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From the Summer 2016 edition

George Warren’s approach to art is influenced and inspired by his interest in analytical psychology, writes Robert Armstrong.

George Warren grew up in an artistic milieu. His father is the sculptor Michael Warren, and the house where he still lives is enriched with art by a wide range of Irish and international artists. He first studied art in the Dublin Institute of Technology where his tutor Patrick Graham quickly recognized an artist ‘engaged and fascinated by his materials’ and motivated by ‘a barrage of intellectual tumult’. He later studied at the Hogeschool voor de Kunsten Utrecht, Netherlands and completed his MFA at the National College of Art and Design in 2012. At last year’s RHA Annual he was awarded the Contemporary Irish Arts Society Award for  a work of distinction by a sculptor under thirty-five. 

Warren talks about his desire to be ‘honest’ and ‘real’, about preparing for the act of painting; describing the attitude as ‘method painting’, and the necessity ‘to be the best of yourself’. He is interested in the truth that comes from the unconscious and in the Jungian view of dreams. In his sculpture The White Horse of the Unconscious (Fig 1) a hand presses against the breast of the torso as if swearing an oath to tell the truth. Being the best you can be chimes with Jung’s theories of individuation and wholeness – becoming self-actualized – becoming and being an artist.

The 1953 short film Crin Blanc by Albert Lamorisse, is one source for the The White Horse of the Unconscious sculpture. The end of the film, which shows a boy riding a threatened white horse into the sea, symbolizes an escape into the unconscious.

The use of colour in his sculpture reminds us that Warren is primarily a painter. Many of his paintings reference a mandala, and in Eastern art a mandala symbolizes the cosmos or universe, and often follows a square diagrammatic or geometric pattern with gates at the corners and a circle in the middle. In Memories, Dreams, Reflections Carl Jung tells us that he ‘sketched every morning in a notebook a small circular drawing, … which seemed to correspond to my inner situation at the time. … Only gradually did I discover what the mandala really is: … the Self, the wholeness of the personality, which if all goes well is harmonious’.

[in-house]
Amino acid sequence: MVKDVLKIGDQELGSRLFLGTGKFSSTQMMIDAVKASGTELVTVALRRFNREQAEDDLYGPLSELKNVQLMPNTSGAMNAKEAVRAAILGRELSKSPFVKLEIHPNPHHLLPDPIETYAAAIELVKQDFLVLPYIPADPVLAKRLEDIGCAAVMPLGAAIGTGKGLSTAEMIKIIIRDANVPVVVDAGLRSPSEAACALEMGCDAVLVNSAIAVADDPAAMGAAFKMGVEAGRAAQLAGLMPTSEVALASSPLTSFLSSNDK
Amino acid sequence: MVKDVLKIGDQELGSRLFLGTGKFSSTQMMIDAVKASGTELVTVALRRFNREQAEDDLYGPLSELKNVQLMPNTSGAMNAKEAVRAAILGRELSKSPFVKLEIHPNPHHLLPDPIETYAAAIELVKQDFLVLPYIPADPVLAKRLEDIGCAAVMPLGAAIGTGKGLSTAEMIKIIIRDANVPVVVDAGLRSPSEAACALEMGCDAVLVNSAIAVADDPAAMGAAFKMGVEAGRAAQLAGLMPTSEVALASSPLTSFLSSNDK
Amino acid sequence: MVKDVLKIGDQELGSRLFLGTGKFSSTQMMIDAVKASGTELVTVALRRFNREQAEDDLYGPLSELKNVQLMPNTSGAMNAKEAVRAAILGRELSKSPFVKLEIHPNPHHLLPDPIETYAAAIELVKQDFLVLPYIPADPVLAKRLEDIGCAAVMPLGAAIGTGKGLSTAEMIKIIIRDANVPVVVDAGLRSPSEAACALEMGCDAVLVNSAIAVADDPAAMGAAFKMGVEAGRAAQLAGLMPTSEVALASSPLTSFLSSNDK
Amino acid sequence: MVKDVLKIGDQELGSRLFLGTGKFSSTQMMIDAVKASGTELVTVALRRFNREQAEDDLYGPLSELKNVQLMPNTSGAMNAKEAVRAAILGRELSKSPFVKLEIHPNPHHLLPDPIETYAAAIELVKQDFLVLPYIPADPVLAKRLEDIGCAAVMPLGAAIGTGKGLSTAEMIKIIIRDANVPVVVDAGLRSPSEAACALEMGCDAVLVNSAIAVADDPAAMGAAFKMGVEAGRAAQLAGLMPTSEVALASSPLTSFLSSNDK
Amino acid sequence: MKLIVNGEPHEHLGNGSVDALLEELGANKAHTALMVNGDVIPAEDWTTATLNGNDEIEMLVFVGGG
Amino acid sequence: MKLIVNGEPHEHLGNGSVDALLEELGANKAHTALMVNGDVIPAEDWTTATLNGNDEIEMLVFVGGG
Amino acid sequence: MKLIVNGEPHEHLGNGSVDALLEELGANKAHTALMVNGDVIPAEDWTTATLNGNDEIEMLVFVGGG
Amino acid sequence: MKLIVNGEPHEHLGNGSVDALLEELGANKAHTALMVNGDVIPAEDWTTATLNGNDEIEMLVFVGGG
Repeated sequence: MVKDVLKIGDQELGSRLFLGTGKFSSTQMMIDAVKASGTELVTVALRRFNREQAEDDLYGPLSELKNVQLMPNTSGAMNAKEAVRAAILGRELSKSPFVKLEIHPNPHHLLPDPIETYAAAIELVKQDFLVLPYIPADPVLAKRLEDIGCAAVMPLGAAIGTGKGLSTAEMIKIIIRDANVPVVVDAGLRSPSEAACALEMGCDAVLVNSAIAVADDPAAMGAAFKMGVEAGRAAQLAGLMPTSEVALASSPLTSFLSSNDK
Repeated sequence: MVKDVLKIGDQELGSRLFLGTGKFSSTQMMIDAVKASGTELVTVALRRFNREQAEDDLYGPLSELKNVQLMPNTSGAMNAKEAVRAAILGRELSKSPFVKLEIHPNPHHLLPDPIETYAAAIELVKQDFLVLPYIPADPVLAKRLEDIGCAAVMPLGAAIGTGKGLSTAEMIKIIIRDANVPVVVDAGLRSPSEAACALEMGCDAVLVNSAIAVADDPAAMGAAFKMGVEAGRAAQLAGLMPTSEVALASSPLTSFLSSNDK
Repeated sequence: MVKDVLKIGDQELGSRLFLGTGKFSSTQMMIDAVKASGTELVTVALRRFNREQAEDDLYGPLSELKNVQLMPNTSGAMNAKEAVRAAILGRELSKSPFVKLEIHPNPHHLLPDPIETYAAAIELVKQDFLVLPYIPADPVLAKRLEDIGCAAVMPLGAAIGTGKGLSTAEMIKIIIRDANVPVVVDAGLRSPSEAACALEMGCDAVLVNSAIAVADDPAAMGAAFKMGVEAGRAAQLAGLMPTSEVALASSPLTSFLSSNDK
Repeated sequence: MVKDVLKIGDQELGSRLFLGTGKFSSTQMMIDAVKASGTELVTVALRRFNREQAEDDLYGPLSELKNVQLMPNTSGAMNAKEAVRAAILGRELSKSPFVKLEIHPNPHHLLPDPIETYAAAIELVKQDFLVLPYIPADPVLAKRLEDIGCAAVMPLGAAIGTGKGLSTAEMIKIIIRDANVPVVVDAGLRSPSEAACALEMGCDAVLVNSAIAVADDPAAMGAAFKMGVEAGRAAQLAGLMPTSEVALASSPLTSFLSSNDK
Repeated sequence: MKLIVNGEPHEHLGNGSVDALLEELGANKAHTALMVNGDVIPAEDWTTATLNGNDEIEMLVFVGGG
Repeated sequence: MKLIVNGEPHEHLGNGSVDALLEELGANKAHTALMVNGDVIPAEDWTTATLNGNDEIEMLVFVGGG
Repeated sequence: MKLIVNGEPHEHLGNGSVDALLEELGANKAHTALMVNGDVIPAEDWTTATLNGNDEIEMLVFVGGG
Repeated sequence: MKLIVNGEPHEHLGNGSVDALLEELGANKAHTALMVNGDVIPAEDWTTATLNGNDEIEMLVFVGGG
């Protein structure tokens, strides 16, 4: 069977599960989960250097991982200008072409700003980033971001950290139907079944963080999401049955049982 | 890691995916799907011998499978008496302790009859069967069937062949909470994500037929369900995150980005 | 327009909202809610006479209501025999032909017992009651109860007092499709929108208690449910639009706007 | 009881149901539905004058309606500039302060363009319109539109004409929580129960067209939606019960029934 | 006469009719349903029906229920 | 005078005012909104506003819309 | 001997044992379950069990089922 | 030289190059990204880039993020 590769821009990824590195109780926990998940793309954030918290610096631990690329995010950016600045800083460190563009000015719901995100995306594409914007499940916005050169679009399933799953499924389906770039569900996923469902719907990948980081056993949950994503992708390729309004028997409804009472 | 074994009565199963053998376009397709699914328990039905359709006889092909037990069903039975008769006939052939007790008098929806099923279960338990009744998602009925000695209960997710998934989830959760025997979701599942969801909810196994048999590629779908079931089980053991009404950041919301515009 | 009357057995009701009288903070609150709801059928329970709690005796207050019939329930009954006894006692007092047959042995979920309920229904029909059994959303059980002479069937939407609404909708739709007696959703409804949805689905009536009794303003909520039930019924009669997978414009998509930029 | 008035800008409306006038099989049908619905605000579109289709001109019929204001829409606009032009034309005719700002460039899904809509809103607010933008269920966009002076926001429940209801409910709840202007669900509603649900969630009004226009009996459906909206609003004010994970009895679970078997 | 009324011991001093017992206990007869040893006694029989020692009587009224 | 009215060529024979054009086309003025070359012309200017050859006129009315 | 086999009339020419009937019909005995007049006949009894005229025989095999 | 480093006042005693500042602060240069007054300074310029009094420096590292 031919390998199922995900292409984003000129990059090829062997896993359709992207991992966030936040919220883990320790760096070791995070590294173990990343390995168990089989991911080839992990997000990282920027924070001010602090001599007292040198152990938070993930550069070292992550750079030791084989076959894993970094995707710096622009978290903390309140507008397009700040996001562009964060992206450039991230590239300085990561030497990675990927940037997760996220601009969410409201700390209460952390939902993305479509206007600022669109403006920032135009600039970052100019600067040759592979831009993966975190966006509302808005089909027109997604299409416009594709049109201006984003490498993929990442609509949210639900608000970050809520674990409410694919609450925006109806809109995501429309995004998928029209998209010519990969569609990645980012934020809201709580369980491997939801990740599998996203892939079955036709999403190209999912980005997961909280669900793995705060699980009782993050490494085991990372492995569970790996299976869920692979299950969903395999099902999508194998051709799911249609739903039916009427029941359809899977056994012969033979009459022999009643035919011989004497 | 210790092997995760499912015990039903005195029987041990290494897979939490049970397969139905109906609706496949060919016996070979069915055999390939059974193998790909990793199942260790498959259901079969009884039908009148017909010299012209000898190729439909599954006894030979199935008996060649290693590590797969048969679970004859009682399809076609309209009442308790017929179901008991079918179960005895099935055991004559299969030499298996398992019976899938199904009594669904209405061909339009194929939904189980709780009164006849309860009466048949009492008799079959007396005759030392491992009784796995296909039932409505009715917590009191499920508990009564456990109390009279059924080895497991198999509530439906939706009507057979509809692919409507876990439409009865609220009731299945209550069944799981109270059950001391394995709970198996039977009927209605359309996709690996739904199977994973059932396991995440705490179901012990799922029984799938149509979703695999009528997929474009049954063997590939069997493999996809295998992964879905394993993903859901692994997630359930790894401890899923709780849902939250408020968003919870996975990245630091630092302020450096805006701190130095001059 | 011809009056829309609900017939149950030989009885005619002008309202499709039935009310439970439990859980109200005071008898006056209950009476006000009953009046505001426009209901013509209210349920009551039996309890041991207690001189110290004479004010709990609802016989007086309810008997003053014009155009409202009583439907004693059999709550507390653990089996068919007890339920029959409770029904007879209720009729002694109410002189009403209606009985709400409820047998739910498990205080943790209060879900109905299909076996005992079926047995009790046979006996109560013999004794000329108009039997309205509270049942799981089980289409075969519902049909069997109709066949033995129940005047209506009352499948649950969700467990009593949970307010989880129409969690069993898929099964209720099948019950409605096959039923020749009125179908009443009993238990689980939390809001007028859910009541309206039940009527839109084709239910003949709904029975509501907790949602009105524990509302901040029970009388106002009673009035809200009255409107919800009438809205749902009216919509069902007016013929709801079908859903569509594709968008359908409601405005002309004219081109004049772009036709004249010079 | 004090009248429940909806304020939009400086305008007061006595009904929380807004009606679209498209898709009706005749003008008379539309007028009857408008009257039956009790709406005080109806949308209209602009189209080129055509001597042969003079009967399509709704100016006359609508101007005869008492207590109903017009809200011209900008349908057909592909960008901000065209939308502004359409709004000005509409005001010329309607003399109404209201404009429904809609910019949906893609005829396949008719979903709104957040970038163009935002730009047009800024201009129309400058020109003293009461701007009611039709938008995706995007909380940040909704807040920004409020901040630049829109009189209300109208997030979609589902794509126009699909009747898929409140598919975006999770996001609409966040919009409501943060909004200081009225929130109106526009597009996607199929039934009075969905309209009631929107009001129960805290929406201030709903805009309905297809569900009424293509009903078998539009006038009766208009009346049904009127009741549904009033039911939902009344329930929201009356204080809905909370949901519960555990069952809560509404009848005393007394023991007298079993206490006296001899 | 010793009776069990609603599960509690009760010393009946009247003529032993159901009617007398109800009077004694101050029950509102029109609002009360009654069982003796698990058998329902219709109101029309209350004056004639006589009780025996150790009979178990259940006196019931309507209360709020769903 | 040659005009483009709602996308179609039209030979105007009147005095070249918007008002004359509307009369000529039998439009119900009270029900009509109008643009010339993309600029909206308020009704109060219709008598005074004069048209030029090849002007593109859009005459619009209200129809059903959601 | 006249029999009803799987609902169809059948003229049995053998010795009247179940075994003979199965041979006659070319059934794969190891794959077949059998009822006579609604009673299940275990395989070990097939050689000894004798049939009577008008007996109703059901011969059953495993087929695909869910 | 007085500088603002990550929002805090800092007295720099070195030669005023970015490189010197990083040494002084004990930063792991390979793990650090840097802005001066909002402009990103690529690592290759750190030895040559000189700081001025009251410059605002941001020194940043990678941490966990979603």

Warren’s ‘blonde’ paintings follow a mandala structure and present us with heads with barely recognizable eyes and mouths. But they also suggest worlds of different scales operating simultaneously, asking the viewer’s eye to register the push and pull between surface and depth, between macro and micro, and between figuration and abstraction. This process plays out dramatically in Real Blonde a painted bronze re-making of the painting Pink Blonde (Figs 3&4). The painting and the sculpture are of a similar scale and show a remarkable consistency of vision and approach.

The imagery in Warren’s paintings is not always clear. It can take time to adjust one’s eyes, to get the focus pull, to travel the pathways through the spaces to see what is there. A physical or anatomical landscape may need to be navigated. There may be briars or bushes across the path. What looks like a shortcut may turn out to be a detour. 

Man Floating in a Lemon is a large painting that depicts a small figure swimming, or struggling in the centre of an ocean of thick cadmium and lemon yellow paint (Fig 2). There is bitterness and zest here. Unlike some of the work, this painting is free of an apparent structure, and the space of the painting feels more outer than inner. The figure is complete and contained in its cocoon of paint, yet disconcertingly two lower limbs float on adjacent ovals of raw canvas. The painting was worked quickly and intuitively from the centre out. It is as if the thought that flickered in the artist’s consciousness was held pure and undiluted like a note in perfect pitch for the duration of making the painting. 
Warren is not too concerned with fashion or the latest art-world tropes. Instead he seeks to channel a direct connection to his unconscious and as he has said; ‘rather than living my art, I have a very real sense of my art living within me’. His ability to sustain this concentration of attitude, method and action makes him an artist of immense power and integrity.   

‘George Warren: Inner Game’ Hillsboro Fine Art, Dublin 7 July – 6 August 2016.

Robert Armstrong is an artist and Head of Painting at NCAD.